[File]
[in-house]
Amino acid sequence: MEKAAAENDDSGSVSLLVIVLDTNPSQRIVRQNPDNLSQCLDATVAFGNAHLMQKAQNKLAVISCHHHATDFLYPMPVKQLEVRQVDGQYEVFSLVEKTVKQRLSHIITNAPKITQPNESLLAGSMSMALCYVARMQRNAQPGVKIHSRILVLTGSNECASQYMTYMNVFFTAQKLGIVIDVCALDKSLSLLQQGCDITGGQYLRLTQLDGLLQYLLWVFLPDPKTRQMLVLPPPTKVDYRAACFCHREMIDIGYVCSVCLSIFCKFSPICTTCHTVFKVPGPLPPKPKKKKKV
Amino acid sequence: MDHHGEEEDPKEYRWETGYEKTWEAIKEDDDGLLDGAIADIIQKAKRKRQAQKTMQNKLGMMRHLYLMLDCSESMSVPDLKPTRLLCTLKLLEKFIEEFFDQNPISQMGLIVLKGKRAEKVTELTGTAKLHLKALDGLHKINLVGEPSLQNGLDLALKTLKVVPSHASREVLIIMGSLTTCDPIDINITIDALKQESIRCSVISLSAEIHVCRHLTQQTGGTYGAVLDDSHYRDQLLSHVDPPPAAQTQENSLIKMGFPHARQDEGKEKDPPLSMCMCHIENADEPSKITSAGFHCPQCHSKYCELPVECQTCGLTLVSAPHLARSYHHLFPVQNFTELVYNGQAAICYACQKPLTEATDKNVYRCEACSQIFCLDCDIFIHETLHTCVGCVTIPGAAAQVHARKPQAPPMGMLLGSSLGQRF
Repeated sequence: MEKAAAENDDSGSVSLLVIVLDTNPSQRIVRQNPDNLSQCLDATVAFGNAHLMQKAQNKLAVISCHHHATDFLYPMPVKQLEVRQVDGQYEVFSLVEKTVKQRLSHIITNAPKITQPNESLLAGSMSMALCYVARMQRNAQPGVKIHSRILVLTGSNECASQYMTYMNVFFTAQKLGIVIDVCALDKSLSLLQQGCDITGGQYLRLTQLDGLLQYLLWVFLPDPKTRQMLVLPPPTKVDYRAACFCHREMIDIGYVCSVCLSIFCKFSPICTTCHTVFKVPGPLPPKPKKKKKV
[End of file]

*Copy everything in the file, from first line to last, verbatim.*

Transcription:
[in-house]
Amino acid sequence: MEKAAAENDDSGSVSLLVIVLDTNPSQRIVRQNPDNLSQCLDATVAFGNAHLMQKAQNKLAVISCHHHATDFLYPMPVKQLEVRQVDGQYEVFSLVEKTVKQRLSHIITNAPKITQPNESLLAGSMSMALCYVARMQRNAQPGVKIHSRILVLTGSNECASQYMTYMNVFFTAQKLGIVIDVCALDKSLSLLQQGCDITGGQYLRLTQLDGLLQYLLWVFLPDPKTRQMLVLPPPTKVDYRAACFCHREMIDIGYVCSVCLSIFCKFSPICTTCHTVFKVPGPLPPKPKKKKKV
Amino acid sequence: MDHHGEEEDPKEYRWETGYEKTWEAIKEDDDGLLDGAIADIIQKAKRKRQAQKTMQNKLGMMRHLYLMLDCSESMSVPDLKPTRLLCTLKLLEKFIEEFFDQNPISQMGLIVLKGKRAEKVTELTGTAKLHLKALDGLHKINLVGEPSLQNGLDLALKTLKVVPSHASREVLIIMGSLTTCDPIDINITIDALKQESIRCSVISLSAEIHVCRHLTQQTGGTYGAVLDDSHYRDQLLSHVDPPPAAQTQENSLIKMGFPHARQDEGKEKDPPLSMCMCHIENADEPSKITSAGFHCPQCHSKYCELPVECQTCGLTLVSAPHLARSYHHLFPVQNFTELVYNGQAAICYACQKPLTEATDKNVYRCEACSQIFCLDCDIFIHETLHTCVGCVTIPGAAAQVHARKPQAPPMGMLLGSSLGQRF
Repeated sequence: MEKAAAENDDSGSVSLLVIVLDTNPSQRIVRQNPDNLSQCLDATVAFGNAHLMQKAQNKLAVISCHHHATDFLYPMPVKQLEVRQVDGQYEVFSLVEKTVKQRLSHIITNAPKITQPNESLLAGSMSMALCYVARMQRNAQPGVKIHSRILVLTGSNECASQYMTYMNVFFTAQKLGIVIDVCALDKSLSLLQQGCDITGGQYLRLTQLDGLLQYLLWVFLPDPKTRQMLVLPPPTKVDYRAACFCHREMIDIGYVCSVCLSIFCKFSPICTTCHTVFKVPGPLPPKPKKKKKV